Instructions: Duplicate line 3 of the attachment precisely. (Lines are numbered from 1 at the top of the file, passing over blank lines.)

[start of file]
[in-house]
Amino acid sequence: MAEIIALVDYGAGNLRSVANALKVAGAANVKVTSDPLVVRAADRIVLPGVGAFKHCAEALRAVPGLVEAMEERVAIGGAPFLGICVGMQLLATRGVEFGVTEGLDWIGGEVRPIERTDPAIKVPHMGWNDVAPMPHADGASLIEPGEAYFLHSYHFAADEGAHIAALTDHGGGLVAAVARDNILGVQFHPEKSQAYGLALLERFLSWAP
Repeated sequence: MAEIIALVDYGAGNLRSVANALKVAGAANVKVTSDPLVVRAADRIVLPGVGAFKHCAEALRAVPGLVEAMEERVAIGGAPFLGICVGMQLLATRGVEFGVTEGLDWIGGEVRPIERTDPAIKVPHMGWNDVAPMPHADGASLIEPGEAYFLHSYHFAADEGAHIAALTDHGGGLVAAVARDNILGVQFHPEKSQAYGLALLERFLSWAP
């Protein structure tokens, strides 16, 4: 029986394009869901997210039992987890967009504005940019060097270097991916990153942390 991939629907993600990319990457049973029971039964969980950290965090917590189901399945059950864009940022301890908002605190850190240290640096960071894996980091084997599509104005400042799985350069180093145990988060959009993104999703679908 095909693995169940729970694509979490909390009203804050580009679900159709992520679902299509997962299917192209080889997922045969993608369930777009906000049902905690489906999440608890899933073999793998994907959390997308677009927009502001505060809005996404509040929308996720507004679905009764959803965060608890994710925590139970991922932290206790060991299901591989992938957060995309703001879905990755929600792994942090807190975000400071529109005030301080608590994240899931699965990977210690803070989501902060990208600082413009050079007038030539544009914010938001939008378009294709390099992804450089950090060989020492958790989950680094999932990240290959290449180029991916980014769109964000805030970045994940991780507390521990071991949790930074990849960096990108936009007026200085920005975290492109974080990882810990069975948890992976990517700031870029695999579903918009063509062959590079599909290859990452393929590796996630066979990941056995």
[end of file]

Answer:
Repeated sequence: MAEIIALVDYGAGNLRSVANALKVAGAANVKVTSDPLVVRAADRIVLPGVGAFKHCAEALRAVPGLVEAMEERVAIGGAPFLGICVGMQLLATRGVEFGVTEGLDWIGGEVRPIERTDPAIKVPHMGWNDVAPMPHADGASLIEPGEAYFLHSYHFAADEGAHIAALTDHGGGLVAAVARDNILGVQFHPEKSQAYGLALLERFLSWAP